Check any deficiencies in maintaining temperatures
Insulations of compartments in good condition.
Brine seals of tween deck.
Conditions of gratings and dunnages.

Ro-ro ships
Power operated W/T doors working properly
FFA in all decks in good condition
Electrical wiring maintained
Cargo securing arrangements
Bow door closing/opening arrangements and alarms
Lighting arrangements

Tankers
Operation of cargo pumps, eductors
Cargo piping system
Ballast piping and pumping system
IG system and lines
Gas detection system, operation, calibration.
Cargo tank washing procedures

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Class 1 Oral Answers ( Part 23 )

Procedures for loading different grades


Crude oil washing system (crude carriers)

Additionally,

For chemical tankers


Cargo compatibility and segregation
Special precautions required for certain cargoes.
Cargo tank washing procedures
Previous cargoes

For gas carriers


Vapor lines, reliquefaction lines
Reliquefaction plants
Cargo change over procedures
Cargo conditioning procedures
Cargo loading and discharging procedures in various ports

LNG ships
Type of tanks.
Controlling boil off.
Tank insulation.
Inerting procedures of primary and secondary barriers.

Types of anchors
Patent stockless anchor
Construction
Have no stock.
The entire head, including arms and flukes, is able to pivot about the end of the shank.
The angle of rotation is limited by stops.
The angle of rotation is 45º from the axis of the shank.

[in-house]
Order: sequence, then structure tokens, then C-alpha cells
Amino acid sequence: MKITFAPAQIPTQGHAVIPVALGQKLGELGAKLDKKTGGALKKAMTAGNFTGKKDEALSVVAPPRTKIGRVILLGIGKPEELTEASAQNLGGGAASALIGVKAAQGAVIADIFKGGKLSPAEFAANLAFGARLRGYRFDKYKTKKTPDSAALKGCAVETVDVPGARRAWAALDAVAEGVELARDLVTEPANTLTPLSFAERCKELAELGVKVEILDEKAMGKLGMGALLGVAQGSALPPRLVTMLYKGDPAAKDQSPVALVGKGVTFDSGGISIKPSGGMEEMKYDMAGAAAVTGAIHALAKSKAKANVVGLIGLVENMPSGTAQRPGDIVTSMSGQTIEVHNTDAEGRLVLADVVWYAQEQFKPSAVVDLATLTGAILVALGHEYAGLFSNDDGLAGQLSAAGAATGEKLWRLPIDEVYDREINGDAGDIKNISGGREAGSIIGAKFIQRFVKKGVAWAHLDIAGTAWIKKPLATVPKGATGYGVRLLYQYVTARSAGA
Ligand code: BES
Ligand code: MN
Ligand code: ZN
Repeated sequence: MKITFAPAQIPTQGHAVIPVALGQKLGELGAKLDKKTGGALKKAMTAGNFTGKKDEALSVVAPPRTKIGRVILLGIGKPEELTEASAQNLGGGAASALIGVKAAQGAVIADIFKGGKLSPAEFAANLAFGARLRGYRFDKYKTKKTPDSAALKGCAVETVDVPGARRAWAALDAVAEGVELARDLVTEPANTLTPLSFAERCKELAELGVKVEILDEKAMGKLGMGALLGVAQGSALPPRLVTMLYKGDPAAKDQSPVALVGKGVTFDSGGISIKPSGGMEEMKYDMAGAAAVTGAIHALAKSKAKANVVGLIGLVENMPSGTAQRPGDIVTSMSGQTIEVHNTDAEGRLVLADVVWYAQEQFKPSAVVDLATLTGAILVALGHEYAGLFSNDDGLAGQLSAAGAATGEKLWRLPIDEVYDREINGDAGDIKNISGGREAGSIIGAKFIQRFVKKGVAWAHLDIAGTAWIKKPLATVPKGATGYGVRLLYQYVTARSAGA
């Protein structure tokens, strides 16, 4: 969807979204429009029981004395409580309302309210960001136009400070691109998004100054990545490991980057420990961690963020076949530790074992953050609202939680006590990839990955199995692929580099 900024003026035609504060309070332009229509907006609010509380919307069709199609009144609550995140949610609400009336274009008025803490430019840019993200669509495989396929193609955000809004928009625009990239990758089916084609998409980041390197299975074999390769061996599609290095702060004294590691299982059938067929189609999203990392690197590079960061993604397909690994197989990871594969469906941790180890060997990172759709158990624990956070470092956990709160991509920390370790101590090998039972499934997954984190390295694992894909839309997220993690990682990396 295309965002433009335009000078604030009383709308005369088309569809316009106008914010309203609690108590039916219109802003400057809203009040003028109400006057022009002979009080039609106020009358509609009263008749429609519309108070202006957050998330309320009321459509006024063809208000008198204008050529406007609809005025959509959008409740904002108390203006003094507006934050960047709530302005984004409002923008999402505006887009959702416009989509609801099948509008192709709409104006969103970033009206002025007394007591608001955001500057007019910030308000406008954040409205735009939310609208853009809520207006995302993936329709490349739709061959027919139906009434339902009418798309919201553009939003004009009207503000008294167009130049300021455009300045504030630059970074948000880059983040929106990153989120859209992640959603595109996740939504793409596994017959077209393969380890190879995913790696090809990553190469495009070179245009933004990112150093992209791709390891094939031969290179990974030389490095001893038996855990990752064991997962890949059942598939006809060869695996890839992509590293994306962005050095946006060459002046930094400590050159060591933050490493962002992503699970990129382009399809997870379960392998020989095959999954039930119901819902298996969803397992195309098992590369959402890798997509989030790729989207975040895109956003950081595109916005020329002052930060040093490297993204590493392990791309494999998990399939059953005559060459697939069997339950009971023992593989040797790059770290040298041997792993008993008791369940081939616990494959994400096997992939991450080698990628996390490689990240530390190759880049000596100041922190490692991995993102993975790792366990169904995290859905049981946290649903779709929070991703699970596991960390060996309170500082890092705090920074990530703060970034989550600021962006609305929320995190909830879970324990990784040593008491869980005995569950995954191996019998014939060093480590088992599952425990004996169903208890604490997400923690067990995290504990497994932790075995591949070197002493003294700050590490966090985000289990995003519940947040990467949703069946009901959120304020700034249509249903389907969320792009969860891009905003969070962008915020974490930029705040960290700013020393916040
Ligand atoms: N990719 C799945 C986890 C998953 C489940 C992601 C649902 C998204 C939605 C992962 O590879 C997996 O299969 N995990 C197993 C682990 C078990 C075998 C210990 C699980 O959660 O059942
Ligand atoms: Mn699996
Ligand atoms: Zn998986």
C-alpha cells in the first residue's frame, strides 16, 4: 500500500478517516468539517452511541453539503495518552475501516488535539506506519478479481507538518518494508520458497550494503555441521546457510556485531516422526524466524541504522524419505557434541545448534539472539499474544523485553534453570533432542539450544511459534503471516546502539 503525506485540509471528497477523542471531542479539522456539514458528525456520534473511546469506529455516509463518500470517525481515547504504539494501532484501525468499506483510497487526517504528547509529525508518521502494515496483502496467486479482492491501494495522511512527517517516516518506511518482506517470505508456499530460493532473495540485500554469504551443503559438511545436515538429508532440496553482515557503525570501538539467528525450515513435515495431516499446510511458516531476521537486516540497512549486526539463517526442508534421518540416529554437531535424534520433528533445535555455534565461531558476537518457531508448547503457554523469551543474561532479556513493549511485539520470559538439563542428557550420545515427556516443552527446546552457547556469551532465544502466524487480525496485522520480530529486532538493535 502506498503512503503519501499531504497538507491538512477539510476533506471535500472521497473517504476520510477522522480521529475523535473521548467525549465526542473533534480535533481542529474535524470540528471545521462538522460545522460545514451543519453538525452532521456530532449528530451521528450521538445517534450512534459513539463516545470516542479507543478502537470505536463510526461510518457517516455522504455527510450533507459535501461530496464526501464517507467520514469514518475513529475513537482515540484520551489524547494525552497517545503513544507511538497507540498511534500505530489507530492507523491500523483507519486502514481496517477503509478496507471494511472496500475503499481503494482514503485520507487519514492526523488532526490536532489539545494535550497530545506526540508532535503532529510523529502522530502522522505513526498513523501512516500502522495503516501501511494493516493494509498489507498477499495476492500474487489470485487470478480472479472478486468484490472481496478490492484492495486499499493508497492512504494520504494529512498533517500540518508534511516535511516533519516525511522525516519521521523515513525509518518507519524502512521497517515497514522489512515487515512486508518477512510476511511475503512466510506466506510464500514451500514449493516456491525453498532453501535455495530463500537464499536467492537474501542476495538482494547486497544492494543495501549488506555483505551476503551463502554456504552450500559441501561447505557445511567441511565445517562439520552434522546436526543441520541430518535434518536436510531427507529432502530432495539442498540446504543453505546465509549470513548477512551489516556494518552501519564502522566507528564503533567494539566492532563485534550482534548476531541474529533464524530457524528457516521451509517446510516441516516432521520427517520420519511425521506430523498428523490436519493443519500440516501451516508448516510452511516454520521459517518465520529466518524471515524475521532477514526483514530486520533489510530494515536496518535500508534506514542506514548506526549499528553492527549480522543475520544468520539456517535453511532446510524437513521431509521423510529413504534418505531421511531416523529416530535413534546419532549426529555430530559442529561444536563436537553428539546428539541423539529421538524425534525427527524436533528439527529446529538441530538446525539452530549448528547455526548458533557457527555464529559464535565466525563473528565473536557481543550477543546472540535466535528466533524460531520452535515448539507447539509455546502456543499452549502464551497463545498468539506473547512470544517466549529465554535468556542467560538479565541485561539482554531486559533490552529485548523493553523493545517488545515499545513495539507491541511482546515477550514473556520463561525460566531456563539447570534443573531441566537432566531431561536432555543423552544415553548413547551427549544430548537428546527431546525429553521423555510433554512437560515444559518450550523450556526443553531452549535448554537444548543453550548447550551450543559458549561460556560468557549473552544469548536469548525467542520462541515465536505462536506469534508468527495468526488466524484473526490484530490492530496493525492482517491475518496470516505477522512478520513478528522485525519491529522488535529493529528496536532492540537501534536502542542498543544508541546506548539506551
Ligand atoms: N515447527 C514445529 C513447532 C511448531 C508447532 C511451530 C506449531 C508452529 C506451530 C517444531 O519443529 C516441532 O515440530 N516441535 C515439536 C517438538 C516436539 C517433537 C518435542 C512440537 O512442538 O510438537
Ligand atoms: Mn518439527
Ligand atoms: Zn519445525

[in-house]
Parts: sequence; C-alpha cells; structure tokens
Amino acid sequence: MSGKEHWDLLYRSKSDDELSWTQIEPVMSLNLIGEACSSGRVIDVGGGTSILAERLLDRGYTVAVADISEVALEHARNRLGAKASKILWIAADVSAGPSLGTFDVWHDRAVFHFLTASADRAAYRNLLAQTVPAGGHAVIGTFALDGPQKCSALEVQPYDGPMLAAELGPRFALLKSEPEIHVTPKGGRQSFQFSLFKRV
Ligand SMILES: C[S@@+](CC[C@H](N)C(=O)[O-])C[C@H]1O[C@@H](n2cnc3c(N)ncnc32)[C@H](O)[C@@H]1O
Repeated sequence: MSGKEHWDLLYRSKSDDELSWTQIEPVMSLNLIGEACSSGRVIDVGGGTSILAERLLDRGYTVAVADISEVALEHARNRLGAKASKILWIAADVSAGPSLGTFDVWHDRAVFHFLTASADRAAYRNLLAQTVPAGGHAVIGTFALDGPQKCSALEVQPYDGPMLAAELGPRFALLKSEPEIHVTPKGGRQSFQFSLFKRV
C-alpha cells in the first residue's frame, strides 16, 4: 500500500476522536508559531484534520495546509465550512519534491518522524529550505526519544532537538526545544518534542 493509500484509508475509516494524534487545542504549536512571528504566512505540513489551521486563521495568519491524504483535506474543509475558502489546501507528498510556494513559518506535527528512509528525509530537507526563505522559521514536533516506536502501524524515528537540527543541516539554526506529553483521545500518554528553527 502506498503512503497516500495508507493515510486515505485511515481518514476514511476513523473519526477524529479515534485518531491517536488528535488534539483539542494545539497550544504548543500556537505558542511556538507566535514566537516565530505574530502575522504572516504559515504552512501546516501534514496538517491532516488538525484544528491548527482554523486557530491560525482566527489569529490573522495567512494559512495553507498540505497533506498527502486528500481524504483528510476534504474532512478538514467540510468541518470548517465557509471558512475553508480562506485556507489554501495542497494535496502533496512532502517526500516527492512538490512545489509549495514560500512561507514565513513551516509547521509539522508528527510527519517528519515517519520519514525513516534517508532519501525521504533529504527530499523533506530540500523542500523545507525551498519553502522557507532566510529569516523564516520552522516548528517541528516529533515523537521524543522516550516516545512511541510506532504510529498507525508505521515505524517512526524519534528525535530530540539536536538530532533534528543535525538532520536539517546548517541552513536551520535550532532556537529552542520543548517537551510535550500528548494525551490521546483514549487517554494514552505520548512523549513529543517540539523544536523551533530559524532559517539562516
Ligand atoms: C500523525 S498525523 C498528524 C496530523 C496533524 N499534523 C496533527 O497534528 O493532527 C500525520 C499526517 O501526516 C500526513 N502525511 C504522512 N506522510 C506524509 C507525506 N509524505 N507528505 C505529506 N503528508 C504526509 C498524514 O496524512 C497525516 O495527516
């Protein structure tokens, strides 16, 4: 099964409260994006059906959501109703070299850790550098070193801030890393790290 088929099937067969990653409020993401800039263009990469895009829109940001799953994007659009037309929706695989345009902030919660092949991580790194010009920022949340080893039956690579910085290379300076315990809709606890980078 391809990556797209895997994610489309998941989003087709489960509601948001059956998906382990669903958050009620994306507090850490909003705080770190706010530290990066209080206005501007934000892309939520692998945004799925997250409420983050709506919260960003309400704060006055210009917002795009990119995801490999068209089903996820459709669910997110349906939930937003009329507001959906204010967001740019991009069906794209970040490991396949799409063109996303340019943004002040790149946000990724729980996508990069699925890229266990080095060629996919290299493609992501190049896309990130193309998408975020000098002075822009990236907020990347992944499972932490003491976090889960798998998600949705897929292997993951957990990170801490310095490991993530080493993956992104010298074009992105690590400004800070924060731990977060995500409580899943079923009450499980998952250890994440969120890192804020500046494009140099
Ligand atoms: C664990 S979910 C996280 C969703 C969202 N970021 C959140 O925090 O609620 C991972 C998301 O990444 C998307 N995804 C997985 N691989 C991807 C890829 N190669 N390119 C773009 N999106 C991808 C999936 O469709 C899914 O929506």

The weight of head is at least 60% of the total weight of the anchor.

Advantages
Can be hove to right home into the hawse pipe.
Can be quickly secured.
Ready for instant letting go.
Has good holding power (3 to 4 times of its weight in good holding ground).

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Class 1 Oral Answers ( Part 23 )

Disadvantages
Moving parts may be chocked with sea bed materials.
This may cause the fluke to fail to re-trip.
The anchor may be broken out from the holding position.
Unstable because no stock.
When dragging under heavy load, it may rotate through 180°.
Anchor to be weighed and sighted regularly.

Admiralty cast anchor type AC14


Accepted as a standard merchant ship anchor.
Tested in practically to every type of seabed.
An anchor of great stability.
Has stabilizing fins at the head extremities.
Able to change direction rapidly and without loss of pull.
Has a holding power 2½ to 3 three times of an stockless anchor.

Hang off an anchor (detach


anchor)
Objectives:
Necessary if required to use free end of cable.
Used when making fast to a buoy.
First joining shackle of cable, usually 2 - 4 meters from anchor, is opened.

When using through panama lead:


The anchor is stowed between gypsy and hawse pipe.
The anchor is secured by wire lashing.
The cable is passed through fairlead by using chain hooks.

When using through hawse pipe:


If cable is passed through the hawse pipe, anchor to be removed and secured
on ship's side.
The anchor is lowered at cockbill.
A slip wire (24mm wire rope for a 5t anchor) passed from bitts situated near
hawse pipe, anchor shackle and back to deck.